Read The Last Summer of the Death Warriors by Francisco X. Stork Online


When Pancho arrives at St. Anthony's Home, he knows his time there will be short: If his plans succeed, he'll soon be arrested for the murder of his sister's killer. But then he's assigned to help D.Q., whose brain cancer has slowed neither his spirit nor his mouth. D.Q. tells Pancho all about his "Death Warrior's Manifesto," which will help him to live out his last days fWhen Pancho arrives at St. Anthony's Home, he knows his time there will be short: If his plans succeed, he'll soon be arrested for the murder of his sister's killer. But then he's assigned to help D.Q., whose brain cancer has slowed neither his spirit nor his mouth. D.Q. tells Pancho all about his "Death Warrior's Manifesto," which will help him to live out his last days fully--ideally, he says, with the love of the beautiful Marisol. As Pancho tracks down his sister's murderer, he finds himself falling under the influence of D.Q. and Marisol, who is everything D.Q. said she would be;and he is inexorably drawn to a decision: to honor his sister and her death, or embrace the way of the Death Warrior and choose life. Nuanced in its characters and surprising in its plot developments--both soulful and funny--Last Summer is a buddy novel of the highest kind: the story of a friendship that helps two young men become all they can be....

Title : The Last Summer of the Death Warriors
Author :
Rating :
ISBN : 9780545151337
Format Type : Hardcover
Number of Pages : 344 Pages
Status : Available For Download
Last checked : 21 Minutes ago!

The Last Summer of the Death Warriors Reviews

  • Michael Justine
    2019-03-15 20:46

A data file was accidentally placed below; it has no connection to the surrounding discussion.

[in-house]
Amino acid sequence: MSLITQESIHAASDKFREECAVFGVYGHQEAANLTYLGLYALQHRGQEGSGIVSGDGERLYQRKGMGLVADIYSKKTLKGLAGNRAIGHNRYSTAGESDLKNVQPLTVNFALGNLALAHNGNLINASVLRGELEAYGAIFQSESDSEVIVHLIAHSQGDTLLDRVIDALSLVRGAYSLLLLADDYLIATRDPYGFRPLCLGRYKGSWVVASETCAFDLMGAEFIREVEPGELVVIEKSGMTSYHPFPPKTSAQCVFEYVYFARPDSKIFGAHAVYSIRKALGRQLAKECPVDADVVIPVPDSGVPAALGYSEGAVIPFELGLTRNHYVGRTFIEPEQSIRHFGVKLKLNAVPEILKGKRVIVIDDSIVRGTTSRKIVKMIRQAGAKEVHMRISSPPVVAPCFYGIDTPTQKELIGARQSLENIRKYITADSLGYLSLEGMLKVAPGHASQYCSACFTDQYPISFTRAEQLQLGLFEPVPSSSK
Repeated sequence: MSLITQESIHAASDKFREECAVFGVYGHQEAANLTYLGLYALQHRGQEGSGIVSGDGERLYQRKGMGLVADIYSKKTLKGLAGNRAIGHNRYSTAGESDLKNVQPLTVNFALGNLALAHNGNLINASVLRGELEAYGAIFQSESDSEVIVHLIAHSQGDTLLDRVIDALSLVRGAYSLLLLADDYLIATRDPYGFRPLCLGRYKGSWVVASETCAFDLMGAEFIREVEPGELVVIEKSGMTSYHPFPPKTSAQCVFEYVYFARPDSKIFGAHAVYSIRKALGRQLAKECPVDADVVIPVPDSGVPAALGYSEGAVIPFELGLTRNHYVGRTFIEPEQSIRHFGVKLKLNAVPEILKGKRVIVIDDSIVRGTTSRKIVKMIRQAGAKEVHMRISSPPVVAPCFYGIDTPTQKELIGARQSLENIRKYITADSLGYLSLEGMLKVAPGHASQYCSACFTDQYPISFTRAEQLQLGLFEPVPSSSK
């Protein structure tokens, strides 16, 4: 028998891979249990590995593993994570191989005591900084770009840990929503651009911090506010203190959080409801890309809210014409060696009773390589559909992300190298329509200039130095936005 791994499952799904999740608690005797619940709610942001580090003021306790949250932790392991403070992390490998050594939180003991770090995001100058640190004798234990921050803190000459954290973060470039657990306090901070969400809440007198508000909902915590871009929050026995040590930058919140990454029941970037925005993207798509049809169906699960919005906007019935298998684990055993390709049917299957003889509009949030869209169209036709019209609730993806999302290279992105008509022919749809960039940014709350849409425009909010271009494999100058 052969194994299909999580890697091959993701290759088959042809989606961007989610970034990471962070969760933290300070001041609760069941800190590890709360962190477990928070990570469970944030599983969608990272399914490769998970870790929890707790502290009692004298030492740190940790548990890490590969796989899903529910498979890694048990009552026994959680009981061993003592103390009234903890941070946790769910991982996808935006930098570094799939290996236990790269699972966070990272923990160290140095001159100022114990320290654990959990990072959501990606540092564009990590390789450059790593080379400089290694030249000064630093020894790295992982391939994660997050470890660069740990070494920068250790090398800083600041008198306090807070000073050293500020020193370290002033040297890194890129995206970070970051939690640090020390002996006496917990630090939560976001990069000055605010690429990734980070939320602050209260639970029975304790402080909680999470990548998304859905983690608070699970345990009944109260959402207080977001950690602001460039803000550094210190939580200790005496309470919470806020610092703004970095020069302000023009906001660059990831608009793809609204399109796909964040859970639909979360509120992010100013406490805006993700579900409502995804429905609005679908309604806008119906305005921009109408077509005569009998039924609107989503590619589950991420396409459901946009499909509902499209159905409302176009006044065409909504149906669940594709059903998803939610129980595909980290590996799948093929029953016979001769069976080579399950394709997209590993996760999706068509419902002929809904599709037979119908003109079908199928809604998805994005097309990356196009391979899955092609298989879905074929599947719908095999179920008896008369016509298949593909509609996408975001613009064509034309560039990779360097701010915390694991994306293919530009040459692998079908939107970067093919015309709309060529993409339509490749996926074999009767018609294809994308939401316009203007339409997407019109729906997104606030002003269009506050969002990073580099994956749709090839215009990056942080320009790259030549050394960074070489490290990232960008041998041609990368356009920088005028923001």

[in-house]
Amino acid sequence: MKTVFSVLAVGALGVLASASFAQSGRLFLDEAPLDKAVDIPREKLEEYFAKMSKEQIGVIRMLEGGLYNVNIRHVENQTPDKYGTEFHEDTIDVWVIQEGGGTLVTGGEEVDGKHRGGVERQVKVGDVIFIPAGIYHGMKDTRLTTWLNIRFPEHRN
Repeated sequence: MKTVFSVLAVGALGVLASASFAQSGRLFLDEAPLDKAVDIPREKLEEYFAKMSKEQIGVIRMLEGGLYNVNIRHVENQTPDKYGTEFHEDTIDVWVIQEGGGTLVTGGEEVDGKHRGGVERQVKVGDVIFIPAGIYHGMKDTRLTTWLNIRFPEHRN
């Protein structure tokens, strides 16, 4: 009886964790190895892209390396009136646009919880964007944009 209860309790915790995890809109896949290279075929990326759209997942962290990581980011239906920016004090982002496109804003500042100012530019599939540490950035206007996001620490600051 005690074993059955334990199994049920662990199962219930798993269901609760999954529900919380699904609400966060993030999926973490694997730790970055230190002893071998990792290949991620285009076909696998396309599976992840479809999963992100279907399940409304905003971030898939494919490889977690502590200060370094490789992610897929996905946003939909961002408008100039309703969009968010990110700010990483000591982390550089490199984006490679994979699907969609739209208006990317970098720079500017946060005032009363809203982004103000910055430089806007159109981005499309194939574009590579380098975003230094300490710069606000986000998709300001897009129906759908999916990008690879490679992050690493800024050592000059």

Update: November 29 2016I'll round this up to 5 stars. The fact that all the wonderful scenes in the story are still with me, 4 months after I've read it says a lot about how good the book is.I can only hope Stork's next works can match or surpass what he did here and in The Memory of Light.Update: October 25 2016I still can't forget about this book . . . There's something about the characters and the story that just gets me emotional every time I recall everything that happened. I think I should re-read this again, and see if my rating should go up. This is definitely a memorable book that people should try.Original Review:"I'm just human. Our task is to try. Being a death warrior is all in the trying."4.5 starsI'm still uncertain with my final rating, but I'll leave it at this. The Last Summer of the Death Warriors has classic stork written all over it - great characters, unique Mexican atmosphere, and a signature flair that makes his books so memorable and distinct from other YA books out there. I loved Pancho and Daniel's coming of age story and it was truly touching seeing them grow as individuals.I also like how the cancer sub-plot was handled. It was used in a very tactile way, that veered far from other mainstream works that use the same trope. Daniel wasn't used as a plot device for melodrama, but he felt real to me. And he was my favorite character, because of how much he reminds me of my university friend. Daniel is the philosophical guy with big statements, yet he doesn't feel like a caricature when compared to Hazel or Gus from The Fault in Our Stars. He's a sophisticated person who churns out quirky remarks, but he makes jokes and expresses very human traits like a regular teenage guy would. Once again, Stork manages to amaze me with his characters. First, it was the goody two-shoes guy, Gabriel, and now the very philosophical yet funny D.Q. He really knows how to do characterization like a pro.However, I don't think this book was as good as his latest offering (The Memory of Light). The romance between the protagonist and the girl, wasn't that skillfully constructed. The third-person certainly obscured feelings that would've otherwise been more apparent, if it was in Pancho's first person pov. There was barely any build-up in the romance, so I was surprised when the narrator suddenly said he liked her and she liked her too. I'm like "how did you get there after such brief interactions?" It could've certainly been handled better.But still, The Last Summer of the Death Warriors is a top-tier contemporary YA novel. It's a quality read and definitely something you should try if you're looking for a unique take on cancer books and coming of age stories. Despite all the flaws I've listed, I think they are nothing compared to the book's brilliance. It's the kind of book that stays with you for quite some time.